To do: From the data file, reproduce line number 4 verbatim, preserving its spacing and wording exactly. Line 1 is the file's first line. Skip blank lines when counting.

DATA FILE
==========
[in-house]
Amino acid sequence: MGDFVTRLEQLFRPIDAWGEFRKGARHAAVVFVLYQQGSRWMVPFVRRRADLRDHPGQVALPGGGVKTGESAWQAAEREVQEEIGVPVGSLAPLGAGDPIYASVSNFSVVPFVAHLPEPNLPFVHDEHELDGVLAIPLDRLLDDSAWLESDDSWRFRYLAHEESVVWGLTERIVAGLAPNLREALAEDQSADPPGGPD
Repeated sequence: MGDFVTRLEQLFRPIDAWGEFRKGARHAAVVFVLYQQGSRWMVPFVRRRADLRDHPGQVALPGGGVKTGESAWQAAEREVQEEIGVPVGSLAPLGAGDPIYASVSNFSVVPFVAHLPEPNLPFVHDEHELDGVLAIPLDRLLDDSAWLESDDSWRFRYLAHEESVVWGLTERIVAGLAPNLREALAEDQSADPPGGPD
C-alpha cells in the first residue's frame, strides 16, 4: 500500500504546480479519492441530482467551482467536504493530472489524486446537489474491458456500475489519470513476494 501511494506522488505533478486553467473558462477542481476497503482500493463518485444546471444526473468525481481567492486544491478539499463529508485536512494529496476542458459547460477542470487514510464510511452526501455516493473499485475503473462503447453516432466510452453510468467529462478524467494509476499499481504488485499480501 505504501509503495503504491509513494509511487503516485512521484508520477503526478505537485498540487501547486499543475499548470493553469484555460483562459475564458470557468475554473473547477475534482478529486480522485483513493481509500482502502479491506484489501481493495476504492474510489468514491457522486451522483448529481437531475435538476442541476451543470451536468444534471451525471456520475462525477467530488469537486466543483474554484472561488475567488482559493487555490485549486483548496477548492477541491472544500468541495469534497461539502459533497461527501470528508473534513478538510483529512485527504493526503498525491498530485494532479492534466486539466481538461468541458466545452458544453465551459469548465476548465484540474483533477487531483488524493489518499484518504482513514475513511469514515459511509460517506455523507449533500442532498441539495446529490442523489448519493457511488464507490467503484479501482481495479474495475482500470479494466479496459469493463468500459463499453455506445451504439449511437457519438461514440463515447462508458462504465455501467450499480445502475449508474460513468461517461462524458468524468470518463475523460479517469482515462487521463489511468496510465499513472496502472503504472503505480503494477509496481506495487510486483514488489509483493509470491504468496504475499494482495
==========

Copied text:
C-alpha cells in the first residue's frame, strides 16, 4: 500500500504546480479519492441530482467551482467536504493530472489524486446537489474491458456500475489519470513476494 501511494506522488505533478486553467473558462477542481476497503482500493463518485444546471444526473468525481481567492486544491478539499463529508485536512494529496476542458459547460477542470487514510464510511452526501455516493473499485475503473462503447453516432466510452453510468467529462478524467494509476499499481504488485499480501 505504501509503495503504491509513494509511487503516485512521484508520477503526478505537485498540487501547486499543475499548470493553469484555460483562459475564458470557468475554473473547477475534482478529486480522485483513493481509500482502502479491506484489501481493495476504492474510489468514491457522486451522483448529481437531475435538476442541476451543470451536468444534471451525471456520475462525477467530488469537486466543483474554484472561488475567488482559493487555490485549486483548496477548492477541491472544500468541495469534497461539502459533497461527501470528508473534513478538510483529512485527504493526503498525491498530485494532479492534466486539466481538461468541458466545452458544453465551459469548465476548465484540474483533477487531483488524493489518499484518504482513514475513511469514515459511509460517506455523507449533500442532498441539495446529490442523489448519493457511488464507490467503484479501482481495479474495475482500470479494466479496459469493463468500459463499453455506445451504439449511437457519438461514440463515447462508458462504465455501467450499480445502475449508474460513468461517461462524458468524468470518463475523460479517469482515462487521463489511468496510465499513472496502472503504472503505480503494477509496481506495487510486483514488489509483493509470491504468496504475499494482495